The last two years of education in Bolivia

education remains in the background

Published in El Pais, 19 de Enero 2022.

Education has clearly been affected by COVID-19. Many countries in the world have closed the doors to education in the first year and others have found in online education a salvation not to stop it.

In the Netherlands, classes have not stopped for more than short periods. Many would say that they are the example to follow, but it is more important to investigate the factors for this fact.

  • Regular internet is 100 Mbps for 25 euro/month
  • Temperature: in the summer it’s the holidays and in the winter with two to three children in a house plus the parents working (from home), it’s crazy.
  • Education is perceived as high quality and they prefer that children spend as much time as possible in schools. Thus, parents can carry out their work. If the parents leave home, they must leave the children in the care of an adult, which soon becomes expensive or impossible.
  • More than 85% of the population have received the second dose and 50% have already received the third dose. Therefore, even though they are among people with COVID, they do not need to take a COVID test because they are protected to continue their regular activities.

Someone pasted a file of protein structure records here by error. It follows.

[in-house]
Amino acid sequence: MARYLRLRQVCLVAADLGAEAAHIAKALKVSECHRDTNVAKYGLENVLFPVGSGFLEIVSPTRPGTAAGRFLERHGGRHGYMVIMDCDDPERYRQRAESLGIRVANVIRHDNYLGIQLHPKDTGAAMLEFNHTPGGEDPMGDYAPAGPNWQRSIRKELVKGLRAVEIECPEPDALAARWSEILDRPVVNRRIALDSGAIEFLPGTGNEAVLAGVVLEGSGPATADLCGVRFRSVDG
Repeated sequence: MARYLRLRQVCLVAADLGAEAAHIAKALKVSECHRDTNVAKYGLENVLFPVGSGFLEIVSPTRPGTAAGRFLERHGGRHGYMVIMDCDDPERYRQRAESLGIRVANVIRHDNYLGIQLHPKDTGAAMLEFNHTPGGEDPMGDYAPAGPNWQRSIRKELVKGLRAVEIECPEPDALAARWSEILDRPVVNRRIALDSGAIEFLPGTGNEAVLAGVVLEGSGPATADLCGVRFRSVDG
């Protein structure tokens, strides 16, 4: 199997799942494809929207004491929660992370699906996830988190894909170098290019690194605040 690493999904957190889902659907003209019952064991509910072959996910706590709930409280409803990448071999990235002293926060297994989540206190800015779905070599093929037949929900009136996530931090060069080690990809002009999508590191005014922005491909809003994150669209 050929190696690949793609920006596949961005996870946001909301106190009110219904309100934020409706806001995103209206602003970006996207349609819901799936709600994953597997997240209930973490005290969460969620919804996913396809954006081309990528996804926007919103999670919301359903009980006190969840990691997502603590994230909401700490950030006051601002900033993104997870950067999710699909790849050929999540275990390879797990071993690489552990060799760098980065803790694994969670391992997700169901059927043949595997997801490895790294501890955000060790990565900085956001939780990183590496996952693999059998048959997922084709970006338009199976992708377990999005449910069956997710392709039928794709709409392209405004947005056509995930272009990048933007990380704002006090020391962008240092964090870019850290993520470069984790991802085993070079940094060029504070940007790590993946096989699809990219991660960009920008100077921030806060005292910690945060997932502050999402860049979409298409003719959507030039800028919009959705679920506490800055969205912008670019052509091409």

In Bolivia, education has other possible factors.

  • Regular internet costs 25 euro per month for 16 Mbps and a 70 Mbps costs 53 euro/month,
  • Temperature: makes it possible for people to be away from home, children can play in the yard.
  • Cost of a child without education: The population thinks that in general, public education is of a low level. Going to school means getting COVID-19 and although children have no consequences, adults do. Additionally, many children attend school far from home, involving public transportation that exposes parents to COVID-19.
  • The cost of a COVID-19 patient is very high because having medical leave implies a queue from 3 AM to see the doctor who will give a medical leave for only four days. In the event that the disease becomes chronic, the patient must pay large sums of money in dollars because the government has not been able to control the prices of the places that treat COVID-19. And even paying for everything, the mortality rate in Bolivia from COVID is still very high.

Therefore, in Bolivia, education remains in the background for families. Unfortunately, education for the government is also in the background so that no one complains about the lack of internet, the low number of vaccinated people, or the low effectiveness of the vaccines that still continue to generate serious cases and deaths. Unsustainable solutions such as forcing not to collect the tuition fees in February or not registering all cases of mortality from COVID-19 are part of these “solutions”.

About Kathya Cordova-Pozo 196 Articles
PhD. in Economics and International politics. Works in health and economics research.

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